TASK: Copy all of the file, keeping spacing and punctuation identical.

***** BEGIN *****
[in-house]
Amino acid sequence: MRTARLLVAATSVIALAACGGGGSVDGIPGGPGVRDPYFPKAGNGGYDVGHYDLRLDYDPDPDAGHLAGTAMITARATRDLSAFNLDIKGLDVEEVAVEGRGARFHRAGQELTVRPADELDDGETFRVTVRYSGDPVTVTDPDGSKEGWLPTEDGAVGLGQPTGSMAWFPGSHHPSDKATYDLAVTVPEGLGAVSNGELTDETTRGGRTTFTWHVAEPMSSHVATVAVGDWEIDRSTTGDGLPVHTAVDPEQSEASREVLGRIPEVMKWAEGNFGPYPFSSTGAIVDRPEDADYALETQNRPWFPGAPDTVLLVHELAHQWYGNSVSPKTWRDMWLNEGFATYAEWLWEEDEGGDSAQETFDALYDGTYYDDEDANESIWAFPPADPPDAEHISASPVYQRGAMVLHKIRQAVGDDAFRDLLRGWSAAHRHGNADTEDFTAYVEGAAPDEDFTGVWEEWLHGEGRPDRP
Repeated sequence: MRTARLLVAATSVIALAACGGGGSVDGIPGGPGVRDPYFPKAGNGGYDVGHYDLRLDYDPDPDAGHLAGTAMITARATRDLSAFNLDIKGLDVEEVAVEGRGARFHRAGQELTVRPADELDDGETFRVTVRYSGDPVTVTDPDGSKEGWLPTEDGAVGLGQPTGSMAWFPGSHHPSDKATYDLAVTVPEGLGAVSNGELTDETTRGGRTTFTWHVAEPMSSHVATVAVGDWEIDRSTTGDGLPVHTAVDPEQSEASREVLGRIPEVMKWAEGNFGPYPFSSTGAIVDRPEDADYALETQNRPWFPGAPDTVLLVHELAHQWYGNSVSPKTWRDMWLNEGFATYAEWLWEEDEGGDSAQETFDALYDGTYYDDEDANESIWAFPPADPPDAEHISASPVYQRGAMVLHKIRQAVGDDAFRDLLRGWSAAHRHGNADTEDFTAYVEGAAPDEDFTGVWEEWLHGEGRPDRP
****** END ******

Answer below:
[in-house]
Amino acid sequence: MRTARLLVAATSVIALAACGGGGSVDGIPGGPGVRDPYFPKAGNGGYDVGHYDLRLDYDPDPDAGHLAGTAMITARATRDLSAFNLDIKGLDVEEVAVEGRGARFHRAGQELTVRPADELDDGETFRVTVRYSGDPVTVTDPDGSKEGWLPTEDGAVGLGQPTGSMAWFPGSHHPSDKATYDLAVTVPEGLGAVSNGELTDETTRGGRTTFTWHVAEPMSSHVATVAVGDWEIDRSTTGDGLPVHTAVDPEQSEASREVLGRIPEVMKWAEGNFGPYPFSSTGAIVDRPEDADYALETQNRPWFPGAPDTVLLVHELAHQWYGNSVSPKTWRDMWLNEGFATYAEWLWEEDEGGDSAQETFDALYDGTYYDDEDANESIWAFPPADPPDAEHISASPVYQRGAMVLHKIRQAVGDDAFRDLLRGWSAAHRHGNADTEDFTAYVEGAAPDEDFTGVWEEWLHGEGRPDRP
Repeated sequence: MRTARLLVAATSVIALAACGGGGSVDGIPGGPGVRDPYFPKAGNGGYDVGHYDLRLDYDPDPDAGHLAGTAMITARATRDLSAFNLDIKGLDVEEVAVEGRGARFHRAGQELTVRPADELDDGETFRVTVRYSGDPVTVTDPDGSKEGWLPTEDGAVGLGQPTGSMAWFPGSHHPSDKATYDLAVTVPEGLGAVSNGELTDETTRGGRTTFTWHVAEPMSSHVATVAVGDWEIDRSTTGDGLPVHTAVDPEQSEASREVLGRIPEVMKWAEGNFGPYPFSSTGAIVDRPEDADYALETQNRPWFPGAPDTVLLVHELAHQWYGNSVSPKTWRDMWLNEGFATYAEWLWEEDEGGDSAQETFDALYDGTYYDDEDANESIWAFPPADPPDAEHISASPVYQRGAMVLHKIRQAVGDDAFRDLLRGWSAAHRHGNADTEDFTAYVEGAAPDEDFTGVWEEWLHGEGRPDRP